5. BoozleBox says:

    Hmmmm. This is a tough one. I must state up front that I loathe the full veil with a passion and I agree with the principle that it has no place in French or indeed British society. A full ban? I guess not because as you say it may further isolate vulnerable women. But I think we should state as strongly as possible that it is culturally unacceptable for women to be completely covered. It’s not a popular view I know and I expect to get grief for it. And while I support someone’s right to dress as they choose, it is the inequality of the full veil that’s so enraging to me. No fully covered Muslim men around – can’t women be unintentionally inflamed with passion by a good-looking man?

    As for impossible beauty standards – well I think the view of Western societies portrayed by the media show alot of limited stereotypes that affect everyone, men, women, gay, atheist, etc etc. But looking around at the myriad people we’re surrounded by it seems that individuals can and do, pick and choose what standards they want to apply to themselves. Despite the obsession with youth and beauty the ‘shallow’ Westerners have somehow managed to produce a society where you can find all types of people with all types of beliefs. I also think changing how you look to try and attract a mate is too complex a behaviour to blame completely on patriarchy.

    Sorry – I’ve written an essay and a confused one at that. But I worry about fully covered women. For those that have no choice in the matter – well I’d hate to be complicit in that.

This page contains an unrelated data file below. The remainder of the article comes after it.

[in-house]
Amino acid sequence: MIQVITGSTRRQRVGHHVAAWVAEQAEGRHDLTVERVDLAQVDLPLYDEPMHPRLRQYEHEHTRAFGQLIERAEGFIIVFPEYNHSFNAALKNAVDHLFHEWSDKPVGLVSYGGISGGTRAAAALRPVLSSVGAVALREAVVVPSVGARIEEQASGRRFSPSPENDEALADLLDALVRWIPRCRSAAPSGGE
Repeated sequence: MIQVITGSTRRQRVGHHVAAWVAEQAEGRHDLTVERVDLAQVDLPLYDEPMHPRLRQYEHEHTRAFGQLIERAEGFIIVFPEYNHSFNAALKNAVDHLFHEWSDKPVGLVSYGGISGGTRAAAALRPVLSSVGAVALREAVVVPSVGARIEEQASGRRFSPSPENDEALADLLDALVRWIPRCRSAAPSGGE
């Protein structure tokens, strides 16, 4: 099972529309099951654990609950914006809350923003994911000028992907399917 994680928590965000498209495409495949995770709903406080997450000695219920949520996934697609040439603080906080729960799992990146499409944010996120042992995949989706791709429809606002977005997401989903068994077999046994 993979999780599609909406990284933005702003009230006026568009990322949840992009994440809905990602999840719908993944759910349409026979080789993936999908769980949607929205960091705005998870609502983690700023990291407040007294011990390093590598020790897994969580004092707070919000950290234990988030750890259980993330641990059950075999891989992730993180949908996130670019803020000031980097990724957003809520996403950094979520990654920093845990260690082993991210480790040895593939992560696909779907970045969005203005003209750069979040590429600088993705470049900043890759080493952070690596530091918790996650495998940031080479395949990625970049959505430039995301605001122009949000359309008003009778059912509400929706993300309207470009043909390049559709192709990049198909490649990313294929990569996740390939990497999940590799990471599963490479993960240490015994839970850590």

6. jen says:

    the burqa is psychologically harmful to women – both those who wear it, and those who observe others wearing it.

    and while i’m not sure that banning it would achieve any greater aims, i keep thinking about the argument that people challenge me with when i boycott a particular place or product.

    they remind me that my small act of boycott, will likely do no good. and i can only counter with: it may not effect any fundamental change… but at least i will not be complicit in something i disagree with. i have to believe that that is the same position Sarkozy is coming from…in which case, i have a hard time calling him a hypocrite.

    i don’t know what the answer is. i think in this instance, where so many others make decisions on behalf of the women who wear the burqa, that whether they are currently able to exercise their choice in this matter or not, we should not take this decision away from them as well.

  7. jen says: